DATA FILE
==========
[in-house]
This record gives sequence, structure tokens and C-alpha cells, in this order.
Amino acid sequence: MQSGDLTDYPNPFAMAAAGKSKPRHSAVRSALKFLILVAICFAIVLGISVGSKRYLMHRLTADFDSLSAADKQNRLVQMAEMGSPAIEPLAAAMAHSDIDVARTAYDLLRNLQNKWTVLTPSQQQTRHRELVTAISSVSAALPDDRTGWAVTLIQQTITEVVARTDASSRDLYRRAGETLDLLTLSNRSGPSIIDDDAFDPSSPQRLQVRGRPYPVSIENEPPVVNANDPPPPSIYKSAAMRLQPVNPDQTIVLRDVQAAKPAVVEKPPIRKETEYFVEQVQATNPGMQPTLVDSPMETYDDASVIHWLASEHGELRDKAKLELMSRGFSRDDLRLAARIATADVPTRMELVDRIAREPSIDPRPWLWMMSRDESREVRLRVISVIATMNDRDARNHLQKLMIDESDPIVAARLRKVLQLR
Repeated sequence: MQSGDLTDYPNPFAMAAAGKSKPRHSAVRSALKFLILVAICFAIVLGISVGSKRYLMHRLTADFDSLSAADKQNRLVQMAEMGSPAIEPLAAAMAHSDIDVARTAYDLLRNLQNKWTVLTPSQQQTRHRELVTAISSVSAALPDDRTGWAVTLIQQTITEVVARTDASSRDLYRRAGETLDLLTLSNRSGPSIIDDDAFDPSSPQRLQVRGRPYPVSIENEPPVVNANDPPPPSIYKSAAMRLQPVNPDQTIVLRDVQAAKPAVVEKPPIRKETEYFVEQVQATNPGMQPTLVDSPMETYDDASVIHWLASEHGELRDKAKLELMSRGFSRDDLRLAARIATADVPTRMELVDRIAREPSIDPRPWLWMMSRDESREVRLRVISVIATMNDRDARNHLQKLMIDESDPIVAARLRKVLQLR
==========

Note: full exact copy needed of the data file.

[in-house]
This record gives sequence, structure tokens and C-alpha cells, in this order.
Amino acid sequence: MQSGDLTDYPNPFAMAAAGKSKPRHSAVRSALKFLILVAICFAIVLGISVGSKRYLMHRLTADFDSLSAADKQNRLVQMAEMGSPAIEPLAAAMAHSDIDVARTAYDLLRNLQNKWTVLTPSQQQTRHRELVTAISSVSAALPDDRTGWAVTLIQQTITEVVARTDASSRDLYRRAGETLDLLTLSNRSGPSIIDDDAFDPSSPQRLQVRGRPYPVSIENEPPVVNANDPPPPSIYKSAAMRLQPVNPDQTIVLRDVQAAKPAVVEKPPIRKETEYFVEQVQATNPGMQPTLVDSPMETYDDASVIHWLASEHGELRDKAKLELMSRGFSRDDLRLAARIATADVPTRMELVDRIAREPSIDPRPWLWMMSRDESREVRLRVISVIATMNDRDARNHLQKLMIDESDPIVAARLRKVLQLR
Repeated sequence: MQSGDLTDYPNPFAMAAAGKSKPRHSAVRSALKFLILVAICFAIVLGISVGSKRYLMHRLTADFDSLSAADKQNRLVQMAEMGSPAIEPLAAAMAHSDIDVARTAYDLLRNLQNKWTVLTPSQQQTRHRELVTAISSVSAALPDDRTGWAVTLIQQTITEVVARTDASSRDLYRRAGETLDLLTLSNRSGPSIIDDDAFDPSSPQRLQVRGRPYPVSIENEPPVVNANDPPPPSIYKSAAMRLQPVNPDQTIVLRDVQAAKPAVVEKPPIRKETEYFVEQVQATNPGMQPTLVDSPMETYDDASVIHWLASEHGELRDKAKLELMSRGFSRDDLRLAARIATADVPTRMELVDRIAREPSIDPRPWLWMMSRDESREVRLRVISVIATMNDRDARNHLQKLMIDESDPIVAARLRKVLQLR